In August 2004, British authorities arrested eight other men for conspiring to detonate a “dirty bomb” in London, after keeping close watch over them for more than a year. All eight were convicted and sentenced to lengthy prison terms. And in August 2006, British authorities disrupted the Heathrow bombing plot. Again, the men involved had been under extended British surveillance before their arrests. In each instance, the plots were disrupted not by using rendition, torture, disappearances, or indefinite detention without trial, but through the kind of old-fashioned police work that is commonly dismissed in the US these days as “backward-looking.”
A second telling distinction between the UK and the US concerns their relation to international law. The Bush administration is and has been openly hostile to international legal constraints. By contrast, the UK has been subject for more than fifty years to an enforceable international human rights regime under the European Convention on Human Rights. As a result, UK authorities must justify their actions to an external authority less likely to be captive to local fears and passions. The European Court of Human Rights has declared invalid Britain’s use of coercive interrogation tactics to interrogate IRA suspects,4 as well as its attempt to deport suspected terrorists to countries where they face a risk of torture,5 and its unregulated use of wiretapping.6 And the European Convention was the basis for the Law Lords’ rulings against indefinite detention in 2004 and against some aspects of control orders in 2007.
Critics of international tribunals often complain of their “democratic deficit,” because they are not directly accountable to an electorate. But this distance from democracy may have the same salutary effect as life tenure for federal judges in the United States. It provides an institutional oversight mechanism that, precisely because it is less susceptible to the political exigencies of a particular national system, is better suited to taking the long view.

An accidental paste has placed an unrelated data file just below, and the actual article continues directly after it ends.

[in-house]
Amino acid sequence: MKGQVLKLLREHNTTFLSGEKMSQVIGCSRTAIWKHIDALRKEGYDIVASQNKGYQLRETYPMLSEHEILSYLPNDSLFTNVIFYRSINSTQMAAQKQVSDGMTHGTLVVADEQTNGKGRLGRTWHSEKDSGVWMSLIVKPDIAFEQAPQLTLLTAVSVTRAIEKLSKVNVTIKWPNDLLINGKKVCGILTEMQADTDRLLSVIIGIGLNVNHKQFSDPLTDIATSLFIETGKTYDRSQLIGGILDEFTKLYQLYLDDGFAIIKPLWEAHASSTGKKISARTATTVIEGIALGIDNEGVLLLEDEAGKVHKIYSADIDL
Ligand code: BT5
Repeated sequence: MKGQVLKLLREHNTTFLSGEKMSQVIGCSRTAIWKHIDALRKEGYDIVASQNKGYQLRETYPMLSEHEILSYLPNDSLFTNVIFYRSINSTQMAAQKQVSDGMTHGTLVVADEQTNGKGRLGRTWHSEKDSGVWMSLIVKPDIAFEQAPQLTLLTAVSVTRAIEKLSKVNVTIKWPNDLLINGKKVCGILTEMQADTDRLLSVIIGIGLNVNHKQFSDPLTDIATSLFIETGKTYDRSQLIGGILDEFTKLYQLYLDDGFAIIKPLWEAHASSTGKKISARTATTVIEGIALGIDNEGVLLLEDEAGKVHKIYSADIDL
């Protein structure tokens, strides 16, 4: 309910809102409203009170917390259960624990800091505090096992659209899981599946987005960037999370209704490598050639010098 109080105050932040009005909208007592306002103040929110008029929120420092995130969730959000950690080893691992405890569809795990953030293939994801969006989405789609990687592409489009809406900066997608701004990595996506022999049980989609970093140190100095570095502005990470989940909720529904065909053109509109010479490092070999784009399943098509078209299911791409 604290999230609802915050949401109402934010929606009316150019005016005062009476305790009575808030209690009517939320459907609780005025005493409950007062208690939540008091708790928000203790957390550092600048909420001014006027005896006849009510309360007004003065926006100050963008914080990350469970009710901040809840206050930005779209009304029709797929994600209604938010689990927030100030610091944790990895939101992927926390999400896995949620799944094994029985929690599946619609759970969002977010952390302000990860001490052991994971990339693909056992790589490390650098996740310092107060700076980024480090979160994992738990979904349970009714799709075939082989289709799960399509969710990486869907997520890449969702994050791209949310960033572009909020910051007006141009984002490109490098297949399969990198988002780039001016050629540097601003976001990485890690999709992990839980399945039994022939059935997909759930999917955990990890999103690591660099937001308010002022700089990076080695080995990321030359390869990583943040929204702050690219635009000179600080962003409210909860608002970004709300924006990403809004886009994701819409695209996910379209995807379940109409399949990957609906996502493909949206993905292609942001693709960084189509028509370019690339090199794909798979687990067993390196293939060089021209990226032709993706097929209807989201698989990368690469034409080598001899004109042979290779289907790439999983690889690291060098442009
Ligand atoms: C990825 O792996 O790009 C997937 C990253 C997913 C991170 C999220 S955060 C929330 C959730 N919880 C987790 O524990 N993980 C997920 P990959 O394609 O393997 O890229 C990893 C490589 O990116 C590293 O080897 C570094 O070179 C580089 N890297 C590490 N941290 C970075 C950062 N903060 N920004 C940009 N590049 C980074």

The legitimacy of the European Convention on Human Rights in the UK was dramatically underscored in 1998 by Parliament’s enactment of the Human Rights Act, which gave British courts the power to rule on claims that British executive actions and laws contravened the European Convention. Before that legislation, aggrieved citizens were unable to pursue such claims domestically, and instead had to wait and take their case to Strasbourg—a time-consuming and expensive process that was not feasible for many. As Bonner demonstrates, this development has in turn dramatically altered the role of British courts, which have recently shown much greater propensity to protect individual rights from security measures than in the past.
The Law Lords’ decision declaring indefinite detention of foreign nationals to be impermissible discrimination under the European Convention illustrates an especially important feature of oversight under international law. A similar ruling would be almost unthinkable under the US Constitution, at least as the current Supreme Court understands it. In 2003, the Court stated that “Congress may make rules as to aliens that would be unacceptable if applied to citizens,” expressly invoking a double standard to uphold a statute that authorized preventive detention of foreign nationals without a finding that they posed any risk of flight or danger to others.7 An international human rights treaty is less likely to tolerate such distinctions, both because it is founded on a universalist conception of human dignity and because the document itself is transnational. And a nation that must treat foreign nationals and its own citizens alike is certain to be more measured and sensitive to individual liberties.